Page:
Physics student presentations #1 (summer research in 2023), Thursday (3/7) at 11 am – VDW104

1. “Efficient Techniques for Calculating the Energy Widths of Cyclotron Resonance in Strong Magnetic Fields”
By Will Vance and Matt Stowe, mentor Peter Gonthier
Abstract: It is believed that Compton scattering is the reason for the high-energy radiation observed in the X-ray spectra of magnetars. These are neutron stars that have the strongest inferred magnetic fields. Our main objective is to conduct Monte Carlo simulations of the magnetosphere emission of magnetars and compare them with actual observations. To achieve this, we need to compute the Compton Scattering cross-section frequently using a C++ code. Therefore, improving efficiency is crucial. The QED spin-dependent resonance cyclotron energy widths are necessary for this code. Our study aimed to improve the efficiency of the energy widths calculation code using four methods – numerical methods, interpolation, extrapolation, and parallelization. We mainly focused on implementing the Baring method, which is a numerical method that can speed up the computation of the energy widths. It was found that this method lost accuracy outside certain bounds, but nevertheless proved beneficial in reducing computation times. In order to reduce the number of energy widths being calculated, we devised a bilinear interpolation method. This interpolation method afforded the ability to interpolate between every fifth energy width while retaining less than 1% fractional error. We aim to extend the extrapolation of the energy widths beyond the high Landau states, where numerical issues arise. Lastly, in order to complete as many computations at a time as possible, we focused on parallelizing our code across both CPUs and GPUs. As modern computers have multiple cores, and GPUs are common, it was feasible to achieve lower computation times using CPU and GPU parallelization. However, we discovered during our research that GPU parallelization was impractical for our application. Therefore, the CPU alone provides faster computation times.

2) “Investigation of convection cells via truncated eigenmode decomposition”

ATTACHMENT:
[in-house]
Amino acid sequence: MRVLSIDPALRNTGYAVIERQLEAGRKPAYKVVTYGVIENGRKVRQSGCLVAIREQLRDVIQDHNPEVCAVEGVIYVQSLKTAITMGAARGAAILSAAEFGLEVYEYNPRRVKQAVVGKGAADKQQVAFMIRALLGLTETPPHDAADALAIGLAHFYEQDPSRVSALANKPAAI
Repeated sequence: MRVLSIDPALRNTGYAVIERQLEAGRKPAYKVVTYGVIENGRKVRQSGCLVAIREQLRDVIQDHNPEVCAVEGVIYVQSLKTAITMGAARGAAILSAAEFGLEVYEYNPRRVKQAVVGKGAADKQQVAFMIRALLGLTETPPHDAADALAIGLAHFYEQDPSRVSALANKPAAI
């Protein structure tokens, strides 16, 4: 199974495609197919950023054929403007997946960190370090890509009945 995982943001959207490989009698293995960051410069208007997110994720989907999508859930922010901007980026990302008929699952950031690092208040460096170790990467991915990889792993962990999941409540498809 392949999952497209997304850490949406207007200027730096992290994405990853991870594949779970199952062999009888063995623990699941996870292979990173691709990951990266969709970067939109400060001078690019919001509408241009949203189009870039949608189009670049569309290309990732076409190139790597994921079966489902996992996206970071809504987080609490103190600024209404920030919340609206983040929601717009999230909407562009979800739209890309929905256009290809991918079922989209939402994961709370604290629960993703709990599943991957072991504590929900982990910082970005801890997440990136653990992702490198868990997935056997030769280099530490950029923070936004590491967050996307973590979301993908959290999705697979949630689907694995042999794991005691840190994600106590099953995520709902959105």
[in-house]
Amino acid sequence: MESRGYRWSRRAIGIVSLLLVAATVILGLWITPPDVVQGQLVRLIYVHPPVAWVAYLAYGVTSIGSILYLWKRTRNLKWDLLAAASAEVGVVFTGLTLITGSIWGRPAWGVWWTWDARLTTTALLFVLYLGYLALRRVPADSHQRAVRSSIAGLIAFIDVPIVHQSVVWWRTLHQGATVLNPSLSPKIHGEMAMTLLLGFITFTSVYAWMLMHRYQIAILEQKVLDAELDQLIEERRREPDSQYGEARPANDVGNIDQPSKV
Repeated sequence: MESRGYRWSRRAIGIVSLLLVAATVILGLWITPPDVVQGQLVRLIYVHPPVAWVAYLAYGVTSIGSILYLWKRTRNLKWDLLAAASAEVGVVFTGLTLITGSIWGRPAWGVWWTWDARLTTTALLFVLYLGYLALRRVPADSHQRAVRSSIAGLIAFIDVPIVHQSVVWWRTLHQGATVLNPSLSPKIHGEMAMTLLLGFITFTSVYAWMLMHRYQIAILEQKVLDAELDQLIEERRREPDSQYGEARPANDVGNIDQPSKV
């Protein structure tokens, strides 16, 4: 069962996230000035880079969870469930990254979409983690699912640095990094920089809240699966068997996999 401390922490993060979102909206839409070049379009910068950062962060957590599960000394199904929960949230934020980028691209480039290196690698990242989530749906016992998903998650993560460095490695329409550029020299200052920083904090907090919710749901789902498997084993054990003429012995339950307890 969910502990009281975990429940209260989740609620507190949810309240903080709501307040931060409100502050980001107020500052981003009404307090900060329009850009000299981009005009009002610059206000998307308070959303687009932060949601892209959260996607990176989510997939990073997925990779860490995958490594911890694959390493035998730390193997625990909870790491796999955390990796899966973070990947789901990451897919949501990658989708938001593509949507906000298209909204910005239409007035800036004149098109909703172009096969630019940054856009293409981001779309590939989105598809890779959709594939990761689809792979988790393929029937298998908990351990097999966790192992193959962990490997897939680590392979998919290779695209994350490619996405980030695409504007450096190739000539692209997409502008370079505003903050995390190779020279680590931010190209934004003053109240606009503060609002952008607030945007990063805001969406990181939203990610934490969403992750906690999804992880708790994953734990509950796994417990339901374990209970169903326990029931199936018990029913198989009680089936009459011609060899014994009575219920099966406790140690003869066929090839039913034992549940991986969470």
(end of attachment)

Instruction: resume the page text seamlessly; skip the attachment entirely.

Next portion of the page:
By Gillian Donley, mentor Zach Williams
Abstract: Convection cells are found in a variety of contexts throughout physics, including plasmas within the stellar interior and in neutral fluids such as planetary atmospheres. Rayleigh Benard Convection (RBC) is the most well studied model for this behavior, describing convection in fluids that are heated from below and cooled from above, resulting in a temperature gradient which can drive instabilities. Under the right conditions, this instability develops and drives convective heat transport, which is still actively researched in fluid and plasma dynamics today. We study the neutral fluid configuration of this system using a novel modeling approach that approximates the solutions of the 2D nonlinear Boussinesq equations via a truncated sum of linear eigenmodes. The contribution of each eigenmode to the nonlinear state is determined by an appropriately defined inner product, which we discuss. The effectiveness of this approximation is assessed by calculating the error between the truncated sum and the full nonlinear solution. Importantly, we find that a number of stable eigenmodes contribute significantly to the nonlinear state. As a physical application of this new modeling approach to describe RBC, we calculate the Nusselt number time averaged over the saturated dynamics.

3) “β-decay strength function of 53Ni and 52Co”
By Gabe Balk, mentor Paul DeYoung
Abstract: The p process is believed to be responsible for the formation of heavy proton-rich nuclei in the universe. Because p nuclei are short-lived, the specific properties of their reaction and decay paths are difficult to measure. This work deals with the decays of two nuclei, 53Ni and 52Co. β+ decays for each isotope were recorded with the Summing NaI(Tl) detector at the National Superconducting Cyclotron Laboratory. A preliminary β-decay Intensity Function was derived with Total Absorption Spectroscopy. Total energy spectra, β-particle spectra, individual γ-energy spectra, and multiplicity spectra for decays to levels in the child nucleus were modeled with GEANT4 based on information from the National Nuclear Data Center. The measured spectra, when fit with the simulated spectra, give the probability that a particular child level is populated during decay. Refined results, when compared to theory, will provide insight into the formation of p-nuclei elements.

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